LUCKILY, while surfing channels, I caught an interview of a friend, Walter Brown, the president of Philex Mining, who turned an otherwise plain-jane business chat into a more interesting one stressing what their company does vis-a-vis the environment. From what I heard, and from what I know of the company from its past history, we actually have a mining company that walks the environmental talk. One of the biggest violators of environmental concerns is usually the mining industry. Philex, per Walter Brown, builds total environmental concern into its business and operating plans. They don’t react to problems of this nature; they anticipate them and put plans into motion that either neutralize or eliminate the more negative aspects of mining. They end up with more trees than found in the original areas. Tailings ponds are built way beyond specs and, hopefully, follow what is practiced abroad by way of putting in proper safeguards to prevent both spillage and leaching. Their employees are cared for as human beings, not as chattel. Even their work with tribal and local groups is planned beforehand, knowing full well the various problems they are up against in trying to navigate these potentially treacherous areas, many of which extend into the political realm. All in all, it was an interesting talk. Not that I expected less from the man, knowing that Walter’s basic core human virtues and spiritual values do not allow him to play the game in the cheap or tawdry manner that some others do.
December 2007 Archives
A GREAT part of my growing years was spent visiting our family farms in Negros and Davao. The one in Panabo was particularly interesting, since it involved a huge tract of land that was only partially developed. I still remember spending many a time wandering around with a guide inside the byroads of the farms, surrounded by huge virgin-growth tropical forest trees teeming with all sorts of wildlife and flora. Those were heady years that, unfortunately, went by the wayside when our family succumbed to the lure of whole-scale banana farming by way of a lease to a multinational. To make a long story short, they promptly mowed down all the trees and planted banana stalks, making short shrift of a wonderful forest primeval. Not being in any position to make an issue of this, it became convenient to look for nature’s bounty in other settings. (Another story for another time.) Fast forward to the early '70s when I decided to join my father's Jaycee chapter, the Manila Jaycees, as a second generation member. By coincidence, JCI was embarking on an international theme of major proportions that ran for several years: "Man and His Environment." The Japan Jaycees sponsored in international symposium on the theme. Back home, I was nominated to be chairman of the Manila Jaycees newly formed Man and His Environment Committee. Among other things, we began to churn out various papers and informational materials meant to highlight the perilous course being taken by countries and individuals with respect to the environment. As expected, we were largely ignored, but that did not stop many of us from studying the subject further and becoming more and more involved in various endeavors to save planet Earth from the mindless machinations of man. It was truly akin to tilting against windmills, since no one really seemed to care about the problem. Our dwindling forests were being mercilessly cut down and not even replaced as lumber companies employed clear-cutting methods instead of the more environmentally-friendly selective cutting methods used by countries like Sweden and Finland. Waste recycling was a pipe dream and industries continued to use dangerous chemicals and components that were not biodegradable. In a few words: We -- and the rest of the world -- were an environmental wasteland. Now, Al Gore and the IPCC have a Nobel Peace Price to their credit, and the Bali summit has agreed to start moving in the same direction. The work ahead will be laborious, if only to get countries to agree on common standards for curbing greenhouse gases. It may take years just to agree on a common agenda and standards, and a few more years to get these down to the level of industries, companies, and individuals. Hopefully, we will not have embarked on this much needed direction much too late for the planet which is fast reaching the tipping point.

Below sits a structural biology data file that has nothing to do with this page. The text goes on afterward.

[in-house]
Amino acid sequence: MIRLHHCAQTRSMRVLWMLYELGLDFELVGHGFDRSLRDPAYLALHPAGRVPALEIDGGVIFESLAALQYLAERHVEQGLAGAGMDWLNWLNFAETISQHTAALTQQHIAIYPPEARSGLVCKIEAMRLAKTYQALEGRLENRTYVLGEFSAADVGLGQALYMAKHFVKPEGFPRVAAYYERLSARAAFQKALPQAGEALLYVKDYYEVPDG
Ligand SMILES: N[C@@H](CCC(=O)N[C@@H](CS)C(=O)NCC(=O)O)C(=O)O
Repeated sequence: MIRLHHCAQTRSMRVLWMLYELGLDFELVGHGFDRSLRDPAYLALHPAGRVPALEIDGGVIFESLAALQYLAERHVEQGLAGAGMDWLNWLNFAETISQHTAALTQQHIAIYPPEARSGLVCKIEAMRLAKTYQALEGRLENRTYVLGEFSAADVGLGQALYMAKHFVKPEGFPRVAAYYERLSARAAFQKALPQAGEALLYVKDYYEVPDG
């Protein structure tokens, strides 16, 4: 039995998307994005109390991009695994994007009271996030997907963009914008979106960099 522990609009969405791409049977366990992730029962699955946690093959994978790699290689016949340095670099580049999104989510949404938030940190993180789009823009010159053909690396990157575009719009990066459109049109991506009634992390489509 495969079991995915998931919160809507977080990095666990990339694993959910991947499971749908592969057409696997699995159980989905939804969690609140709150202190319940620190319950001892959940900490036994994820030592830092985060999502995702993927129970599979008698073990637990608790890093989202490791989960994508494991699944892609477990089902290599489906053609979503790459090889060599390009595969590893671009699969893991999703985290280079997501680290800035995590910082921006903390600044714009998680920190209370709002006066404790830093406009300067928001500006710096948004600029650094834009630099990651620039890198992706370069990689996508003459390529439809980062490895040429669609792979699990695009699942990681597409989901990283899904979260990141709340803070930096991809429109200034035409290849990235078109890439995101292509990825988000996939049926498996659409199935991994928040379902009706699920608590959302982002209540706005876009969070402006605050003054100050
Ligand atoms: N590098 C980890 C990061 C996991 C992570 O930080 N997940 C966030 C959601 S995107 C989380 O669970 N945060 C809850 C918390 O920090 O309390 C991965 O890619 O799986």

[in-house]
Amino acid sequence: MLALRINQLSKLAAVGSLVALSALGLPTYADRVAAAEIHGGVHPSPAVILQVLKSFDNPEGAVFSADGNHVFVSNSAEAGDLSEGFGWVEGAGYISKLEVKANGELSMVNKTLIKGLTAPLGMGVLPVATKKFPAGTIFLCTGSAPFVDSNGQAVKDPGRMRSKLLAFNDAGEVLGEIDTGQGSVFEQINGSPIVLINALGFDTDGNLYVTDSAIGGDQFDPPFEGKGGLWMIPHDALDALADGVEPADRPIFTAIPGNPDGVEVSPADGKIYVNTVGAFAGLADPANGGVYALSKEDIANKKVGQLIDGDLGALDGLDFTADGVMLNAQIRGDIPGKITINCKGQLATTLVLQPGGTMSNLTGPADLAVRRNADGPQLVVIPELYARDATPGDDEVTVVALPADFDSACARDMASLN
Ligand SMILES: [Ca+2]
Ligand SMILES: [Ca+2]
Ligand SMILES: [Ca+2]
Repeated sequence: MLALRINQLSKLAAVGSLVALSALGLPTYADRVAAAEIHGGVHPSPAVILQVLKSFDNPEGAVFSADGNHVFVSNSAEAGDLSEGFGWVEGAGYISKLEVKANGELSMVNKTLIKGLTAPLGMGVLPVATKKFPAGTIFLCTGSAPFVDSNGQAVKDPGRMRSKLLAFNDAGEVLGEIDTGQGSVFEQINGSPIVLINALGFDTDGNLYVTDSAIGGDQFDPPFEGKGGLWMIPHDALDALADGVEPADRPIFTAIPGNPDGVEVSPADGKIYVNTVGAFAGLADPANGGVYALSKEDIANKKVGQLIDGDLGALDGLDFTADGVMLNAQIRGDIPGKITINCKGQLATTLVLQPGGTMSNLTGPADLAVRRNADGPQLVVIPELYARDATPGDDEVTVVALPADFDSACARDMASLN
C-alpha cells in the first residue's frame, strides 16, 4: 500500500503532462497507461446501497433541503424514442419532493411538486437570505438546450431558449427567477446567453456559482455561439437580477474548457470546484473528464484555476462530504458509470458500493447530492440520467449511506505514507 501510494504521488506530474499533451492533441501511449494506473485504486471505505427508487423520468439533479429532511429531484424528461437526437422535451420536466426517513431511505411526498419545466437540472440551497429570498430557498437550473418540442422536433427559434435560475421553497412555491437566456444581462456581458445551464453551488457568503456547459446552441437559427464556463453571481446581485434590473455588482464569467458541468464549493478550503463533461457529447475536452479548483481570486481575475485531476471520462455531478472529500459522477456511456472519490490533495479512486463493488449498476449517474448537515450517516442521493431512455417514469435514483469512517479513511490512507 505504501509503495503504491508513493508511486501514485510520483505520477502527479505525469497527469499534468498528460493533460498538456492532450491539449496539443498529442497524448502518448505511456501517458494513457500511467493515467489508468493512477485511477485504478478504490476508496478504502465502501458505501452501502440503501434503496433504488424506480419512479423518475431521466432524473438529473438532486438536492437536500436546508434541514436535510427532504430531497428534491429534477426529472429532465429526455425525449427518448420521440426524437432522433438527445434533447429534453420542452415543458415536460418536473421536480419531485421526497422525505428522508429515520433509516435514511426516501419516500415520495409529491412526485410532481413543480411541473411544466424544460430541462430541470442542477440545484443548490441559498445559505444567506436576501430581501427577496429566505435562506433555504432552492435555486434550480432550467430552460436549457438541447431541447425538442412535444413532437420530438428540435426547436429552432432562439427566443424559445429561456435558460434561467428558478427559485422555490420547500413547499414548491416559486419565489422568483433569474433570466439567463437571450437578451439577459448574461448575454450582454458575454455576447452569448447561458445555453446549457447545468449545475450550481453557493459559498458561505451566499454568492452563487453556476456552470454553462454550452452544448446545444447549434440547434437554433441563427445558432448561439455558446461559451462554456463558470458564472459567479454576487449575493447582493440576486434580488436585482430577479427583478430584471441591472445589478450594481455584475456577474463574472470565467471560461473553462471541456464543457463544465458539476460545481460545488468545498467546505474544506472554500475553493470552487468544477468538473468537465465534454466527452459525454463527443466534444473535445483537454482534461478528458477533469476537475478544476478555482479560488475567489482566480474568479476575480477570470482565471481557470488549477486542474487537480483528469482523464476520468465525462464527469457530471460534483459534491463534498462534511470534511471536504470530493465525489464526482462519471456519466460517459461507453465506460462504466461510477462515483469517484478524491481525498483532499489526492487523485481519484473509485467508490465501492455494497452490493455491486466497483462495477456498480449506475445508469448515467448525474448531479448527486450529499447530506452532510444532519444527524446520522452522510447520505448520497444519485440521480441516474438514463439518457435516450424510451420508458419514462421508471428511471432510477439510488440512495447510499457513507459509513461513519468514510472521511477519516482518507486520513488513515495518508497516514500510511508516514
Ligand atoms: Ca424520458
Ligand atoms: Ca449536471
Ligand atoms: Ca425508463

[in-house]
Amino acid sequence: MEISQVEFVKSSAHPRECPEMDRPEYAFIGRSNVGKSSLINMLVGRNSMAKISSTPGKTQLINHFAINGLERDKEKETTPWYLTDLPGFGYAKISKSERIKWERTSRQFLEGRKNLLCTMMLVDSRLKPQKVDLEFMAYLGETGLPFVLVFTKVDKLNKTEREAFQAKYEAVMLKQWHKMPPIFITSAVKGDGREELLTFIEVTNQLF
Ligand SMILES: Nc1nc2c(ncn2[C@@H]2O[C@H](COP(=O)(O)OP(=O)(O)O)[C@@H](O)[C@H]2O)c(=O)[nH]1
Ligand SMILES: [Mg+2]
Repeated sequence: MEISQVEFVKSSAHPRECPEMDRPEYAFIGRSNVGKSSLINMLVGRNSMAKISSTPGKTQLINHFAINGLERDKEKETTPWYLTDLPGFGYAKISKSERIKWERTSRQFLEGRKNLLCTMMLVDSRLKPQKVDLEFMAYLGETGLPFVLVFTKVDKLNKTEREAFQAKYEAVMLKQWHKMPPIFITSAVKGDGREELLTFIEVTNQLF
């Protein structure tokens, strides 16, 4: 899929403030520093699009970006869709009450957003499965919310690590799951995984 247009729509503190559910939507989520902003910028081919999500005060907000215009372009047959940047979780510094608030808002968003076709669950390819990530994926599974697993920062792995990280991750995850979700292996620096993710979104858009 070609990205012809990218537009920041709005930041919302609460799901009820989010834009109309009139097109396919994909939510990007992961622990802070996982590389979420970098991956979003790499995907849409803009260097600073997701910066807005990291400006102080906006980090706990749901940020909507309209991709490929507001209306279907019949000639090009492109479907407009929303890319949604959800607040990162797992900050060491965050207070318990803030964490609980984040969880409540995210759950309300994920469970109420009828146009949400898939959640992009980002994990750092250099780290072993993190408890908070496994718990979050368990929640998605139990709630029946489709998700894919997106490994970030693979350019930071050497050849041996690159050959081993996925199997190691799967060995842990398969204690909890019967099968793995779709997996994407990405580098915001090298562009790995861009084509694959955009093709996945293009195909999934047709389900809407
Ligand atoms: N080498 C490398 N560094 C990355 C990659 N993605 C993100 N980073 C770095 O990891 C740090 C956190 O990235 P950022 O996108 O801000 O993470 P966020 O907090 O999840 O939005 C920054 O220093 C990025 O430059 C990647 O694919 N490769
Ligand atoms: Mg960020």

THERE is a tendency among some corporate mavens to liken their CSR activities to token activities meant to spread some goodwill and, hopefully, improve the public relations aspect of said institutions. These acts of tokenism strike one as being both short-term and self-destructive in nature. In the first place, people are not stupid. They can probably spot photo-op tokenism a mile away, and if they do keep their silence, it is probably only out of respect for those involved. If we look at a given organization, especially a corporation which ultimately looks to its bottom line in almost any given situation, CSR is sometimes the orphan child in the organization simply because it does not do enough for the bottom line. Instead of building it as an integral part of a business model, it becomes tail-end Charlie in the allocation of company resources. As a result, these token activities do not realize their true potential in providing platforms for energizing both the company and its stakeholders, especially in how they relate to their various publics. The maxim that “One cannot give what one does not have” is very true in the case of CSR. How can a company postulate a program of social responsibility if it does not practice business ethics and foster an atmosphere where officers and employees are encouraged to think and act in ways that benefit each other, the corporation, and society in truly meaningful and positive ways? For example, can a company say it is socially responsible if it does not pay a decent wage, use environmentally friendly means of production, eschew wasteful consumption, or share some of its largesse with the less fortunate? There are many ways of measuring if a company is socially responsible, but we are not in that business. We can only exhort and provide positive cheer from the peanut gallery.